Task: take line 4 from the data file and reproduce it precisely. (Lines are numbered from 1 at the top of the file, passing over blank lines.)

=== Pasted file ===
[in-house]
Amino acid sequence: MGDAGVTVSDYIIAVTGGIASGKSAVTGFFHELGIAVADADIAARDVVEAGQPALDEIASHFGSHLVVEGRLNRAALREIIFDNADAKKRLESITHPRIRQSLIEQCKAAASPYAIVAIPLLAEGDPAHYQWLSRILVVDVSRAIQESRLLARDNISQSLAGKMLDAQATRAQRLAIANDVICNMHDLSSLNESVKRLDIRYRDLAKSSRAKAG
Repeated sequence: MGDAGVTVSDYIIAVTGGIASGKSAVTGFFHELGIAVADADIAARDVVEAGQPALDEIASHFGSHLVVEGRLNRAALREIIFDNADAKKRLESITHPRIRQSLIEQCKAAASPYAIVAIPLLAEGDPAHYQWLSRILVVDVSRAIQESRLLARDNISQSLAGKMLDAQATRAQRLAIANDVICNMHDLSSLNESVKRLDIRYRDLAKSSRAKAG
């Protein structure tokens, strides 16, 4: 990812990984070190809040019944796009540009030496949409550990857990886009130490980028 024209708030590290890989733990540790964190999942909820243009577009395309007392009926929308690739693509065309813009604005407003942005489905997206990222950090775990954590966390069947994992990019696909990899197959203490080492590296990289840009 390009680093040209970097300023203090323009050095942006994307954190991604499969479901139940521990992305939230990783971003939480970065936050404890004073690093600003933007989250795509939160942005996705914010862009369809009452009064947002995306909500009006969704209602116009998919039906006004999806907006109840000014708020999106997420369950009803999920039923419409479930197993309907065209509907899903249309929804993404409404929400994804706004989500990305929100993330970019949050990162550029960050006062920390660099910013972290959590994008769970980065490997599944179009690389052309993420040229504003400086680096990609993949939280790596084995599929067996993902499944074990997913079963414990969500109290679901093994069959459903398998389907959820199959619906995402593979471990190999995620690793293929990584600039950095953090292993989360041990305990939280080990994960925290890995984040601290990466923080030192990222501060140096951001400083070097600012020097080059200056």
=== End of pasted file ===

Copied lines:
């Protein structure tokens, strides 16, 4: 990812990984070190809040019944796009540009030496949409550990857990886009130490980028 024209708030590290890989733990540790964190999942909820243009577009395309007392009926929308690739693509065309813009604005407003942005489905997206990222950090775990954590966390069947994992990019696909990899197959203490080492590296990289840009 390009680093040209970097300023203090323009050095942006994307954190991604499969479901139940521990992305939230990783971003939480970065936050404890004073690093600003933007989250795509939160942005996705914010862009369809009452009064947002995306909500009006969704209602116009998919039906006004999806907006109840000014708020999106997420369950009803999920039923419409479930197993309907065209509907899903249309929804993404409404929400994804706004989500990305929100993330970019949050990162550029960050006062920390660099910013972290959590994008769970980065490997599944179009690389052309993420040229504003400086680096990609993949939280790596084995599929067996993902499944074990997913079963414990969500109290679901093994069959459903398998389907959820199959619906995402593979471990190999995620690793293929990584600039950095953090292993989360041990305990939280080990994960925290890995984040601290990466923080030192990222501060140096951001400083070097600012020097080059200056």